Cold War Part 2 Rears Its Head

Guest Author: Seth Kaplan

What ’s going on here?  Yesterday’s Wall Street Journal contains an article by Michael Gordon headlined, “U.S. Plans New Nuclear Weapons.”  The theme of the article is that, because Russia and China have eschewed following the U.S. policy of reducing its nuclear arsenal while increasing the sizes and capabilities of theirs, the United States has to “keep up with the Joneses” by developing new and more diverse nuclear capabilities of its own.  Oh, wait! Don’t forget North Korea! Or any of the other members of the nuclear “club.”

Remembering Boris and Natasha

John F. Kennedy, JFK, Cuban Missile Crisis speech, cold warThat this entry ramp to another cold war has come to pass during just the last year, and not during the previous eight, should not escape your notice. It didn’t take You Know Who (YKW) long to offend both neighbor countries and the ones far away, across big oceans. Very big oceans.  And, for those of you who either lived through it or studied history, remember that the previous cold war lasted almost 40 years.

With all due respect to World War II, it is the last war we fought and won in which it was clear who were the Good Guys and who were the Bad Guys.  For a lot of us, while it was more Boris and Natasha than “The Americans,” it was scary.  I remember my family listening to hear President Kennedy’s speech about the Cuban missile crisis; terrifying.

Splitting Hairs on Splitting Atoms

This time around, though, the tactical thinking is both more refined and a lot sillier.  For instance, the planners today talk of “low-yield” systems, which would allow us to hold the “high-yield” systems in reserve.

Mushroom Clouds, nuclear bombs, low-yield weapons, high-yield weapons, kilotons, HiroshiimaWhat is “low yield” you ask?  In the example used in the article, low yield might be one or two kilotons; high yield, 100-450 kilotons.  The standard for such comparisons, the atom bomb dropped on Hiroshima in 1945, was about 15 kilotons. So, splitting hairs can produce different levels of destruction.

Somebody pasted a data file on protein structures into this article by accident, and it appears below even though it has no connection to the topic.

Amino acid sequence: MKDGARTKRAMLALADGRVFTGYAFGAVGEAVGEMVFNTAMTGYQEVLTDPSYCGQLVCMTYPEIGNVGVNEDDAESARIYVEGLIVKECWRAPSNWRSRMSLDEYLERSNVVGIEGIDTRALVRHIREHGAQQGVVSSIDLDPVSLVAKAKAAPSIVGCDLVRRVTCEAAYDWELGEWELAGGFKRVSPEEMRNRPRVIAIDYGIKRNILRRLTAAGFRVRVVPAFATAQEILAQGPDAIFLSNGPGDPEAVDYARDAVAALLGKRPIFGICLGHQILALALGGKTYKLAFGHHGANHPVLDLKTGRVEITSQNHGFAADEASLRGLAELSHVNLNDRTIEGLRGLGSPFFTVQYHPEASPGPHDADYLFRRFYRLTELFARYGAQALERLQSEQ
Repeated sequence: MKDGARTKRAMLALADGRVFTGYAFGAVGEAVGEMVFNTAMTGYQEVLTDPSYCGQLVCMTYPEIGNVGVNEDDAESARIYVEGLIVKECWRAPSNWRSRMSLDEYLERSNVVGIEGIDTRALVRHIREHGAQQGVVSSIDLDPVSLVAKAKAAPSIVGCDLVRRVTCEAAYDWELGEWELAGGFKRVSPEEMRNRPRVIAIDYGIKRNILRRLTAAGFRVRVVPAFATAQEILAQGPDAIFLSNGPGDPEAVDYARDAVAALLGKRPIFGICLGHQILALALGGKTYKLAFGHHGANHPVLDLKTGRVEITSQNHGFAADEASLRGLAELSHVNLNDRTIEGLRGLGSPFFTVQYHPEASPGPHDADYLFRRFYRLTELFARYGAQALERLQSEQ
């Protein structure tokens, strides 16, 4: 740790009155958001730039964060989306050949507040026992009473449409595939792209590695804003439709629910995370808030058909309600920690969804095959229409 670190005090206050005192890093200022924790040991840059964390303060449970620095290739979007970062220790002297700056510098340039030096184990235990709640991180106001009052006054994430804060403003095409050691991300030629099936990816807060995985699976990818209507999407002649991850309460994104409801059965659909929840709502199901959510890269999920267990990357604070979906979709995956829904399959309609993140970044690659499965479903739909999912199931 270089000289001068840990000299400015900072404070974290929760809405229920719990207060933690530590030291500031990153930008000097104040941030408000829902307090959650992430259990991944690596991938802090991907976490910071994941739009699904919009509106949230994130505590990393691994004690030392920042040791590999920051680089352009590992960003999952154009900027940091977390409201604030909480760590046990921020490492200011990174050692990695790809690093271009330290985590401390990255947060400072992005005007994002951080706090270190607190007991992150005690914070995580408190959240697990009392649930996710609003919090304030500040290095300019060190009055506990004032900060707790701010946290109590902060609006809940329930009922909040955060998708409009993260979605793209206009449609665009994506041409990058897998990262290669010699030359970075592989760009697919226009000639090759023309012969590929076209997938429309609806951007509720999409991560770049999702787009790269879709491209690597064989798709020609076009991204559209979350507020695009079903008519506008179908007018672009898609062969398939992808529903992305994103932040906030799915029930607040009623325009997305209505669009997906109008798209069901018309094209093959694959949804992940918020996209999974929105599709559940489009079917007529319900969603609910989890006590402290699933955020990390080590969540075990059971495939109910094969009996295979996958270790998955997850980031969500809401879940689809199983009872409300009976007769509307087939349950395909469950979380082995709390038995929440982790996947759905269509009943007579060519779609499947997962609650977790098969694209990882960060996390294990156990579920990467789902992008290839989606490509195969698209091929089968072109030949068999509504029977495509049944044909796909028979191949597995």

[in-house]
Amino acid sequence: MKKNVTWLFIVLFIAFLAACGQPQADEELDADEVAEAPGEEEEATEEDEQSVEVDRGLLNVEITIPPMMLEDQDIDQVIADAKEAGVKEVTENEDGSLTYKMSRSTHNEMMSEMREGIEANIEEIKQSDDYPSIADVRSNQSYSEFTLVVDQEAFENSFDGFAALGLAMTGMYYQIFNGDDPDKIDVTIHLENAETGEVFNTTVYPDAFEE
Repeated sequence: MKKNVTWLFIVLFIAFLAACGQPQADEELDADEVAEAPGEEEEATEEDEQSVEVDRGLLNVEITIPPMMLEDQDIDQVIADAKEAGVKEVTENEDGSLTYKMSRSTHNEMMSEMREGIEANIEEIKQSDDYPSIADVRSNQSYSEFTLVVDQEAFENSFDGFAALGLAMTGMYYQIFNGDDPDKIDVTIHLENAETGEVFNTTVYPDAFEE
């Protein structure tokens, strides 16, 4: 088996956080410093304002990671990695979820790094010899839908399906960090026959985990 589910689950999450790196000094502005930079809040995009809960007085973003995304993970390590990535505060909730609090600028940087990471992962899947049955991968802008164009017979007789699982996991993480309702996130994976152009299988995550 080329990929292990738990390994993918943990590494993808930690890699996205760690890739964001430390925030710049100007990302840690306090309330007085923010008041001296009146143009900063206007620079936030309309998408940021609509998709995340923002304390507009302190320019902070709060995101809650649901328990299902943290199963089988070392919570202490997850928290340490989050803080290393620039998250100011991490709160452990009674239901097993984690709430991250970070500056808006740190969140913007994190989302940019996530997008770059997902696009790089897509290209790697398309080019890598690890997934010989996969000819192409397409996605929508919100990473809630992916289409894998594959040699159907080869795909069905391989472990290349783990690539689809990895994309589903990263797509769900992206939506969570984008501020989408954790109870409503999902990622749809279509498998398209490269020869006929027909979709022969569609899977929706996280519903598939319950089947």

Lest you rest easy, thinking, “Well, how much damage can a tiny, little one kiloton nuclear bomb do?” consider this:  A kiloton is equivalent to 1,000 tons of TNT.  Its explosive power would kill from 5,000-10,000 people outright.  It would destroy most buildings within a .5-1-mile radius.

Collateral Nuclear Damage

In addition to these immediate physical impacts, a one-kiloton device would produce radiation, burns, and various other injuries.  This is the silly part.  Planners might call it “casualties of war” or “acceptable rates” of death and destruction, yet many living things would die horrible deaths.  Radiation isn’t confined to one area; the wind tends to move it around, plus the radioactive elements and ions have long half-lives. Aquifers would be contaminated.  You get the picture.

nuclear missile impact ranges, cold war, casualties

Another silly point relates to the fact that these low-yield missile heads would be sea-based systems.  So, before we could deploy them, we would have to get permission from countries that have territorial ocean concerns; i.e., asking for permission before going to war.

Why Another Cold War?

Why, presuming all countries want good education, housing, health care, and food for its citizens, do these warlike attitudes manifest themselves?  Why our planners, deep thinkers, and military personnel keep going down the same roads is a question for another time.  I suspect that similar scenarios unfold in other countries, too.

All of this may be moot. Because the military just developed these threat scenarios, there is no budget to do any of this work.  Since the Congress has trouble keeping the government from shutting down, this may be the most comforting news of all.